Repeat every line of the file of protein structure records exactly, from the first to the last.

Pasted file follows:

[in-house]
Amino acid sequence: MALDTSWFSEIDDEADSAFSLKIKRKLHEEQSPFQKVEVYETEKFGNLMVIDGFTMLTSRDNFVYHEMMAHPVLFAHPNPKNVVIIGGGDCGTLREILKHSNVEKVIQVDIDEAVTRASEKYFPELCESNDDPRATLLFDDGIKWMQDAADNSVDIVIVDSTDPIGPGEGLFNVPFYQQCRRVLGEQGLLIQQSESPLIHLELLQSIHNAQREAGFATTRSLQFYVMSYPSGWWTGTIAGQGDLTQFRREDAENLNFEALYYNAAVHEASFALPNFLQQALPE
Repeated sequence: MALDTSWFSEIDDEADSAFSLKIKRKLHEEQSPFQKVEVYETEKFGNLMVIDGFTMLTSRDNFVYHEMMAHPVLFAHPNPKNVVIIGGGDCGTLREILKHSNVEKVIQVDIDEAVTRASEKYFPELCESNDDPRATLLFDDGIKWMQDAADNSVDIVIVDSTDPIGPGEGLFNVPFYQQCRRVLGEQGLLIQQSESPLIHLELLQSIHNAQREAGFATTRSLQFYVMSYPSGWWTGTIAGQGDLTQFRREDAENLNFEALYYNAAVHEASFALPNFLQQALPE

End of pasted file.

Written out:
[in-house]
Amino acid sequence: MALDTSWFSEIDDEADSAFSLKIKRKLHEEQSPFQKVEVYETEKFGNLMVIDGFTMLTSRDNFVYHEMMAHPVLFAHPNPKNVVIIGGGDCGTLREILKHSNVEKVIQVDIDEAVTRASEKYFPELCESNDDPRATLLFDDGIKWMQDAADNSVDIVIVDSTDPIGPGEGLFNVPFYQQCRRVLGEQGLLIQQSESPLIHLELLQSIHNAQREAGFATTRSLQFYVMSYPSGWWTGTIAGQGDLTQFRREDAENLNFEALYYNAAVHEASFALPNFLQQALPE
Repeated sequence: MALDTSWFSEIDDEADSAFSLKIKRKLHEEQSPFQKVEVYETEKFGNLMVIDGFTMLTSRDNFVYHEMMAHPVLFAHPNPKNVVIIGGGDCGTLREILKHSNVEKVIQVDIDEAVTRASEKYFPELCESNDDPRATLLFDDGIKWMQDAADNSVDIVIVDSTDPIGPGEGLFNVPFYQQCRRVLGEQGLLIQQSESPLIHLELLQSIHNAQREAGFATTRSLQFYVMSYPSGWWTGTIAGQGDLTQFRREDAENLNFEALYYNAAVHEASFALPNFLQQALPE